The WISE family has lots of room for laughter, happiness, and humor. There are not many opportunities for all six members of our family to be together at the same table but, when we are, I rarely eat! I am laughing too hard! My family is constantly sarcastic, irreverent and teasing each other. I used to hate it! I used to tell them that they were being so mean to each other and to stop the teasing. I was so wrong! Now, they are a bunch of the most resilient kids because they know how to laugh at themselves – and with others.
Being free to laugh at ourselves and with other family members builds a feeling of warmth and connection in the family. Not taking yourself too seriously builds stronger relationships and increases how much other members want to be in the family. Your family members develop the feeling that there’s always someone to talk to who cares about them and with whom they can have fun.
Some words of caution, though. It becomes easy for people in your family to begin laughing at others. Someone always is doing or saying something that can be funny. Be sure when some in your family are laughing at others, though, that the one being laughed at is taking it well. If they aren’t, take action. Go to both of them, take them aside, talk with them about what happened and how they’re feeling right then.
Be sure you don’t make them feel worse by telling them to “grow up” or “don’t take it so seriously”. If they do seem to be taking being laughed at seriously, you should, too. Help them see the humor in what they did or said, but respect their feelings. Work to help all see the importance of being laughed with and not laughed at.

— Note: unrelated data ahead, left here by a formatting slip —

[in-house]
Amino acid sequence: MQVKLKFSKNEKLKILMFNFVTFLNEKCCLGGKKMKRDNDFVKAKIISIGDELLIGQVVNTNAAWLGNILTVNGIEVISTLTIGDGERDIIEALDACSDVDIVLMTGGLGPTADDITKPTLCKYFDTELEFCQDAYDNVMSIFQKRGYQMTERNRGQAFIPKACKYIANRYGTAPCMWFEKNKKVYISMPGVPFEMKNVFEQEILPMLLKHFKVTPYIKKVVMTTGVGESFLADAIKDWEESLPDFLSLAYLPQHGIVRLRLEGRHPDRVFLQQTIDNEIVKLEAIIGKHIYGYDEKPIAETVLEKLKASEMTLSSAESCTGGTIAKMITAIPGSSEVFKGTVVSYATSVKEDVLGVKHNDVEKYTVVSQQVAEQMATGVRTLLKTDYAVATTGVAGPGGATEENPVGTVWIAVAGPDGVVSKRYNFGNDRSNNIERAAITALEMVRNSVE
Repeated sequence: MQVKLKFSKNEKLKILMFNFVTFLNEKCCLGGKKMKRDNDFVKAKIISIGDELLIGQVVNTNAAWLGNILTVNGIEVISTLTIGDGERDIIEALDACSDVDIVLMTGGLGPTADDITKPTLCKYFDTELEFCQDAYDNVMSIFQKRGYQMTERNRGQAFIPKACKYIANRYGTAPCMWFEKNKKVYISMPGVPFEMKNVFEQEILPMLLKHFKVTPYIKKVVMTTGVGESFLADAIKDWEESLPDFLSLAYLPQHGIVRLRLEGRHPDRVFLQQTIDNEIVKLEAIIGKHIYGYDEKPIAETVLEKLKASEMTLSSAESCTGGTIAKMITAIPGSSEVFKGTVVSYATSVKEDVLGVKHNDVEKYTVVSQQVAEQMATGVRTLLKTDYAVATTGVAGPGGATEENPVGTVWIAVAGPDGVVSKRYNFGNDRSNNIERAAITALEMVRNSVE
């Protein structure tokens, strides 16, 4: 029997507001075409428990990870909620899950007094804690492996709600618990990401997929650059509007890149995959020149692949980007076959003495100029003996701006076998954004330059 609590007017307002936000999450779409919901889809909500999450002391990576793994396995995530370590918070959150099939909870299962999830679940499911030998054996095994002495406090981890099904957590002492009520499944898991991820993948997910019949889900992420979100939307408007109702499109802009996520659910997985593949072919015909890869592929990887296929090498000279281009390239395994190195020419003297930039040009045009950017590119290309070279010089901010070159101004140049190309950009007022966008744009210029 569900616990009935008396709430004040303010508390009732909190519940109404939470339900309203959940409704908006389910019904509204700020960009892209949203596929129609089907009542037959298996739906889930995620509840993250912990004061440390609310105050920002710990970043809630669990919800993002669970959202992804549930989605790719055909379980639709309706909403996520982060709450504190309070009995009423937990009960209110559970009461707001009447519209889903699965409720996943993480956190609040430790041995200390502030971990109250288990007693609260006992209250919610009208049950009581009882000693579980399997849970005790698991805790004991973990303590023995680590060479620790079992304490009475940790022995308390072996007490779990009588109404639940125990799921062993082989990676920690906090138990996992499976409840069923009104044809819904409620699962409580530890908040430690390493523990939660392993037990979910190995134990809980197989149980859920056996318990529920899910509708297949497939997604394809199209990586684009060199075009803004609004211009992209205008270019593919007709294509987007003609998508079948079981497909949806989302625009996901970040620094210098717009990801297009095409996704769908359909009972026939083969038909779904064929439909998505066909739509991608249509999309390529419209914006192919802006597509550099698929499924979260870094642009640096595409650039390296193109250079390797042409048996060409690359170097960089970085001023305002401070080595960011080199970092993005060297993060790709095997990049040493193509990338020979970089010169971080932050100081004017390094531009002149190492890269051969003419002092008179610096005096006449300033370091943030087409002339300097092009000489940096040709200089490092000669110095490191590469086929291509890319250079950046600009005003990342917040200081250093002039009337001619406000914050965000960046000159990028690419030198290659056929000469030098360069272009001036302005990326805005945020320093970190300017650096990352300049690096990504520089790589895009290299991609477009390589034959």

Feeling embarrassed in front of your family is a hard emotion for kids to handle. Laughing together is not about shaming each other. If this happens too often, your kids can develop feelings of inferiority or come to think, “I can never be good enough.” This is important to monitor – shaming is never ok.
Think about your family today – how often do you laugh together? Laughter is an endorphin-building way to share time with one another. If you find that your family is not laughing much, try these ideas:
Laughing together might just change everyone’s outlook on the family – and maybe on the future! Get to giggling and Be Wise! That feeling is very hard to overcome.
“Dr. Amy knows how to relate to children and make them feel comfortable. My son was shy in the beginning but Amy asked him a couple of questions about what he likes and immediately found a connection with him. He happily followed her into the office (just after a 3 min of conversation) and performed the test. He wasn’t nervous or scared and it’s because of her ability to relate to kids.
We had a great experience and he wants to go back! Thank you very much!”— Dad of 5-year-old assessment client
“Dr. Amy brings together the best emotion-focused strategies with cutting-edge brain science to change the lives of children and families”— Parent of adopted twin girls
“My friend raves about what Cleo has done for her son!” ~ Parent of an inquiring new client— Parent of an inquiring new client